that the public should place neither fixed-odds
    bets nor open bets with bookmakers.
  • This approach is also contradictory, in that
    through its own subsidiary, Betting World,
    Phumelela itself has a 20 footprint in the
    bookmaking market, and, based on the
    announcements of its 2011 results, is looking to
    grow and expand this presence in the market. The
    dramatic loss in betting revenues to bookmakers
    which it advocates would therefore have a
    substantial negative impact on Phumelela itself.
  • Furthermore, the ongoing campaign against the
    open bet also disregards the fact that
  • The betting public has a democratic right to
    choose between lawful betting options
  • Bookmakers do not openly promote the open bet
  • The costs of horseracing are subject to the
    direct, overall control of the racing operator,
    and
  • Inasmuch as racing operators now offer betting on
    sports other than horseracing, they expect to be
    able to trespass on the traditional territory of
    bookmakers with impunity, but continue to object
    when bookmakers offer a form of betting which
    they regard as being their property, despite
    the fact that the Constitutional Court itself has
    rejected this argument outright.

11
PROVINCIAL BOOKMAKERS' ASSOCIATIONSSubmission to
Portfolio Committee on Trade Industry
  • THE REAL PICTURE
  • The National Gambling Board (NGB) has provided
    the following official statistics in relation to
    the turnovers, net win figures and taxes paid by
    the totalisator and bookmaking sectors during the
    2010/2011 fiscal year

BOOKMAKERS BOOKMAKERS BOOKMAKERS TOTALISATOR TOTALISATOR TOTALISATOR COMBINED
HORSERACING (R 000 000) HORSERACING (R 000 000) HORSERACING (R 000 000) HORSERACING (R 000 000) HORSERACING (R 000 000) HORSERACING (R 000 000) (R 000 000)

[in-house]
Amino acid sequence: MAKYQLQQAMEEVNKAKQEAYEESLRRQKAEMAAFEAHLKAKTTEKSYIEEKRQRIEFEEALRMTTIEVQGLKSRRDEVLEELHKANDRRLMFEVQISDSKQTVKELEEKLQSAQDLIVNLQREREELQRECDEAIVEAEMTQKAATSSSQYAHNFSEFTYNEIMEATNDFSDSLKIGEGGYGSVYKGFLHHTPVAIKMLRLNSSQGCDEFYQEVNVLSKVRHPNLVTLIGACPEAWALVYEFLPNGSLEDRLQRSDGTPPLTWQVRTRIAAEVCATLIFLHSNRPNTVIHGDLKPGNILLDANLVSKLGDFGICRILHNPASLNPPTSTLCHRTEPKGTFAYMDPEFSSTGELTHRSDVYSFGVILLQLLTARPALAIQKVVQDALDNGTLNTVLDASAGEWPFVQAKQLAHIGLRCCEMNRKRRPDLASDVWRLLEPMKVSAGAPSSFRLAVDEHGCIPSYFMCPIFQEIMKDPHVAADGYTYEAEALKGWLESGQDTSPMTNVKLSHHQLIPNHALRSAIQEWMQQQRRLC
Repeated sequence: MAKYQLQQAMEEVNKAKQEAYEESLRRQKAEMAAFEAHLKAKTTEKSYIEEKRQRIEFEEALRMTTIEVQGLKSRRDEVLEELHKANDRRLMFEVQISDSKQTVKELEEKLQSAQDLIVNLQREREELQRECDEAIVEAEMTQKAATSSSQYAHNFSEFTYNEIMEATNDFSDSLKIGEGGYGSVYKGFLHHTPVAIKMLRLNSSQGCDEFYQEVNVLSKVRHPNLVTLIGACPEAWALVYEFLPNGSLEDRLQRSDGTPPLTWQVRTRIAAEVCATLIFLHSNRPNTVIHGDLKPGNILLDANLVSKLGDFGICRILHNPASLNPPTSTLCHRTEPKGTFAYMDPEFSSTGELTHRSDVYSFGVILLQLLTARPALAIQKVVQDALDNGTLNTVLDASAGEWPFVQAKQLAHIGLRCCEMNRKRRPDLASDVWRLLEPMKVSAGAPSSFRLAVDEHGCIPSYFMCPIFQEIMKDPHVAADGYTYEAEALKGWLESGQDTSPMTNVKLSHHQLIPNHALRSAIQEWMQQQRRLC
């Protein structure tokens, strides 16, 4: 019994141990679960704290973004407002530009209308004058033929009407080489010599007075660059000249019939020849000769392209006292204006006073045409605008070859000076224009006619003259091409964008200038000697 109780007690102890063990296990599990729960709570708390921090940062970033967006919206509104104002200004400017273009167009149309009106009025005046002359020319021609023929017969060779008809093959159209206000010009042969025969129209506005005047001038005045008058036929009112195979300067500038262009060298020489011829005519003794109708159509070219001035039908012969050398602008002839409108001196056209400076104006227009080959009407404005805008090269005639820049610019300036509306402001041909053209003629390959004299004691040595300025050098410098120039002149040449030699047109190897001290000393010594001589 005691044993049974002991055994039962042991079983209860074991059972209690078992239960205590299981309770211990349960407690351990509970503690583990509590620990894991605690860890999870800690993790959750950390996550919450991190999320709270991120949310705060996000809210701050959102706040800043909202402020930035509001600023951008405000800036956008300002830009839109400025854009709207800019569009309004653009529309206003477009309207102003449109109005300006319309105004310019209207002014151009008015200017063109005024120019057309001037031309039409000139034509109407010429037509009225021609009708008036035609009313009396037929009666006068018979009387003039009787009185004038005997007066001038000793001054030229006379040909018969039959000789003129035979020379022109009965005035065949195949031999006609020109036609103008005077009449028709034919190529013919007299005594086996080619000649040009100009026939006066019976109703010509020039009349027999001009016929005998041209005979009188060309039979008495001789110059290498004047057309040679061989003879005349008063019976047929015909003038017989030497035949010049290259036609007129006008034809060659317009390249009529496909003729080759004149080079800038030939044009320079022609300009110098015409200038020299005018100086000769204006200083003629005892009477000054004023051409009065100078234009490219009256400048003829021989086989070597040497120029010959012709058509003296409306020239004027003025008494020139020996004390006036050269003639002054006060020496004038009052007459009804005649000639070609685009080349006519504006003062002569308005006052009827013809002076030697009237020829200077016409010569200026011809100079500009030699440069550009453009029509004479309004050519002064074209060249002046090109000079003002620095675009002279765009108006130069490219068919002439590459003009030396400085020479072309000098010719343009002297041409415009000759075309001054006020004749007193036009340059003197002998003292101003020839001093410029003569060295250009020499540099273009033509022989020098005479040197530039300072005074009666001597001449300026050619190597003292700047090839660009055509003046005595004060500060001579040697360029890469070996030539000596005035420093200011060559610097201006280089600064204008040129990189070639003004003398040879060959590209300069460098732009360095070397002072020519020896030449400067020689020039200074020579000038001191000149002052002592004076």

Turnover 4,028 45.90 Turnover 4,748 54.10 8,776
Net win 419 26.45 Net win 1,167 73.55 1,586
Taxes 136 64.30 Taxes 75 35.70  
SPORTS BETTING (R 000 000) SPORTS BETTING (R 000 000) SPORTS BETTING (R 000 000) SPORTSBETTING (R 000 000) SPORTSBETTING (R 000 000) SPORTSBETTING (R 000 000)  
Turnover 3,570 94.70 Turnover 199 5.30 3,769
Net win 298 87.57 Net win 42 12.43 341
Taxes 13 81.78 Taxes 2.9 18.22  
BOOKMAKER TOTALS (R 000 000) BOOKMAKER TOTALS (R 000 000) BOOKMAKER TOTALS (R 000 000) TOTALISATOR TOTALS (R 000 000) TOTALISATOR TOTALS (R 000 000) TOTALISATOR TOTALS (R 000 000) COMBINED
Turnover 7,598 60.56 Turnover 4,948 39.44 12,546
Net win 718 37.26 Net win 1,209 62.74 1,927
Taxes 149 65.53 Taxes 78 34.47 228
3 to totalisator 68.3          
12
PROVINCIAL BOOKMAKERS' ASSOCIATIONSSubmission to
Portfolio Committee on Trade Industry
  • It is clear from the data provided by the NGB
    that licensed bookmaker operations generate
    21.12 more in betting turnover than the
    totalisator, and contribute 65.53 of the total
    taxes paid in respect of betting, on horseracing
    and on sportsbetting combined.
  • Despite this, the net win position of bookmakers
    is 25.48 less than that of the totalisator. The
    reason for this is that the bookmaker business is
    a high risk business with high turnovers and low
    profit margins, generating significant taxes,